This story used to be about a company called NexOptic. Then stuff happened…
One of the big knocks on the Venture Exchange, and the various industries that swirl around it, is that the average investor finds it tough to figure out where to source good information.
In a perfect world, there’d be a place where all company filings were easy to go through, track, and research, with high tech email updates when something changes and easy cross-referencing and the ability to follow people from company to company, to see their wins and losses, their fines and exits.
Instead, we have SEDAR.com, which is so hard to use and, frankly, prehistoric, you’d be forgiven for assuming the intent of the thing is to dissuade folks from actually doing their due diligence. I mean, have you seen this thing? Nothing about it appears to have been coded this century – literally. You half expect to see an animated gif of a mailbox and flashing text. It’s the Myspace of public markets tools. It’s what happens when the government says you need to put public company documents online, and the organization tasked with doing so would prefer that doesn’t happen.
So the average investor either has to leaf through PDFs and captcha challenges trying to find actionable information, or find something easier. Many go to websites like SeekingAlpha.com, which was just last week hauled into the the SEC, when it was determined people were writing stories there promoting (and otherwise) companies without disclosing they had a conflict in doing so.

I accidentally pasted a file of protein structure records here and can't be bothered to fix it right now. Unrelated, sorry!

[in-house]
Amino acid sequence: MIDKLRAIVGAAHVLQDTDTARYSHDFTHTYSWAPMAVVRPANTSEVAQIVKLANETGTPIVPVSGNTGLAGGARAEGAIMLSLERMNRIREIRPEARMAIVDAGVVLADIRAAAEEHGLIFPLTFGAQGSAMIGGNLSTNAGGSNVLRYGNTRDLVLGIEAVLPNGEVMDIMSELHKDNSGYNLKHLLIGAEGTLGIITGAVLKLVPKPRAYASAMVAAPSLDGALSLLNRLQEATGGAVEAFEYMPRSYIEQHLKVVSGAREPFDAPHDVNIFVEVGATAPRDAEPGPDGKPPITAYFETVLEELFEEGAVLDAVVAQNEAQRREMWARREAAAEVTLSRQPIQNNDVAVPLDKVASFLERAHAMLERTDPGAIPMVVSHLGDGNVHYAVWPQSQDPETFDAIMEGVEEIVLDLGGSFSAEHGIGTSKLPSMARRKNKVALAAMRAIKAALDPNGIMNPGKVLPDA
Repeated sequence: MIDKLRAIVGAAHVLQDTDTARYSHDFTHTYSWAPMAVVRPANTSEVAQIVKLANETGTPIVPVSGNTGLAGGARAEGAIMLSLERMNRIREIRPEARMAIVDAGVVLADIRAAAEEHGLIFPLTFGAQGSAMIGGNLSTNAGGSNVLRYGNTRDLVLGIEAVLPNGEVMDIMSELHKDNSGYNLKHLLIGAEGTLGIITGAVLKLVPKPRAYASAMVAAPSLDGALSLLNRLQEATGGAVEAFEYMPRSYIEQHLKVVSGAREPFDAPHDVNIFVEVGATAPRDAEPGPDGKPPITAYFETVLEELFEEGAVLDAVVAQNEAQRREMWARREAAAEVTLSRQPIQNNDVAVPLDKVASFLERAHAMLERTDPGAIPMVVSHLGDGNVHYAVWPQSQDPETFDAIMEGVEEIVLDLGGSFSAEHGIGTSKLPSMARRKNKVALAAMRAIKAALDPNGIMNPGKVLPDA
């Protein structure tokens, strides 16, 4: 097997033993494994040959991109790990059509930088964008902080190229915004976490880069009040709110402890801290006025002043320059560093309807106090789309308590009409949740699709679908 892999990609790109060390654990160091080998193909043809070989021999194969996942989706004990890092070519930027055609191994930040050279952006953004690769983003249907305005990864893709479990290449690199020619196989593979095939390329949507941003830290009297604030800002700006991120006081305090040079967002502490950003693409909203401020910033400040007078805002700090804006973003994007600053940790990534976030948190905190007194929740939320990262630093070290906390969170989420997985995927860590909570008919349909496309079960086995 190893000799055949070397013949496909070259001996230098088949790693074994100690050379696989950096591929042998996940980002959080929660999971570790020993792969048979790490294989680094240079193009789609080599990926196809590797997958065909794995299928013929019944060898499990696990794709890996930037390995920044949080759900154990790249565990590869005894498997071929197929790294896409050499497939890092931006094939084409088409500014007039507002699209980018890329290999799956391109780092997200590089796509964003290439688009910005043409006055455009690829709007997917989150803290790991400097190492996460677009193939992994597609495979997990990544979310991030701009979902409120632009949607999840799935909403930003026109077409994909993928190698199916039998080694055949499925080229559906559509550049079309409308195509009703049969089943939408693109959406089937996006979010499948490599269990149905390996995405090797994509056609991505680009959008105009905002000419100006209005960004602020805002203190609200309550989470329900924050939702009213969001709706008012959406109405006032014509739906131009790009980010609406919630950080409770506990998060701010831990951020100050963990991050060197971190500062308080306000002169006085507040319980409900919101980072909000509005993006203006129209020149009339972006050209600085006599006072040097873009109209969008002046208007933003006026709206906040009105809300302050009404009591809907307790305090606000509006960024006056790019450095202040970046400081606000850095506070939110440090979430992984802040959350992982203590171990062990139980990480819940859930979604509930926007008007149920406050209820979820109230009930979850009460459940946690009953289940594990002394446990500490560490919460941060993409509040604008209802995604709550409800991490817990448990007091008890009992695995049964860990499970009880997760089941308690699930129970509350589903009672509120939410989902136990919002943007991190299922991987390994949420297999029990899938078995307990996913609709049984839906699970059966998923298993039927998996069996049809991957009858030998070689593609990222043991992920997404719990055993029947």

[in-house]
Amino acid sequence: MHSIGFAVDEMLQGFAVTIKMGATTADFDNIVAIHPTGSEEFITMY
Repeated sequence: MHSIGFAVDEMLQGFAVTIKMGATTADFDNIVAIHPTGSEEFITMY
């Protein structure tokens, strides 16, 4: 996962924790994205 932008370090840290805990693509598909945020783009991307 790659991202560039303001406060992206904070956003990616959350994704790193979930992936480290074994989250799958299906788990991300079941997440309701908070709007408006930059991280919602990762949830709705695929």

SeekingAlpha.com tries to ensure that research published on its popular investing website is unbiased by requiring writers to disclose whether they’ve been paid for touting stocks. But U.S. regulators say there’s an easy work around: lying.
On Monday, the Securities and Exchange Commission sued 27 individuals and companies for their involvement in hundreds of conflicted articles that appeared on SeekingAlpha and other sites. The authors checked a box that said they hadn’t been compensated, concealing the payments they’d received from stock promoters, the SEC said in a statement.
To hide their identities, writers used multiple pseudonyms, even creating separate personas who claimed to have 20 years of investing experience. At one promotion company, writers even signed a contract forbidding them from disclosing their compensation. SeekingAlpha wasn’t accused of any wrongdoing.
“These companies, promoters, and writers allegedly misled investors by disguising paid promotions as objective and independent analysis,” Stephanie Avakian, acting head of SEC enforcement said in the statement.
When this story came out, a few of us around the office had a good old chuckle that anyone still used SeekingAlpha for research, because the place is a shorters’ paradise. It’s renowned as a place where shortsellers do their trashing of companies they have a stake in.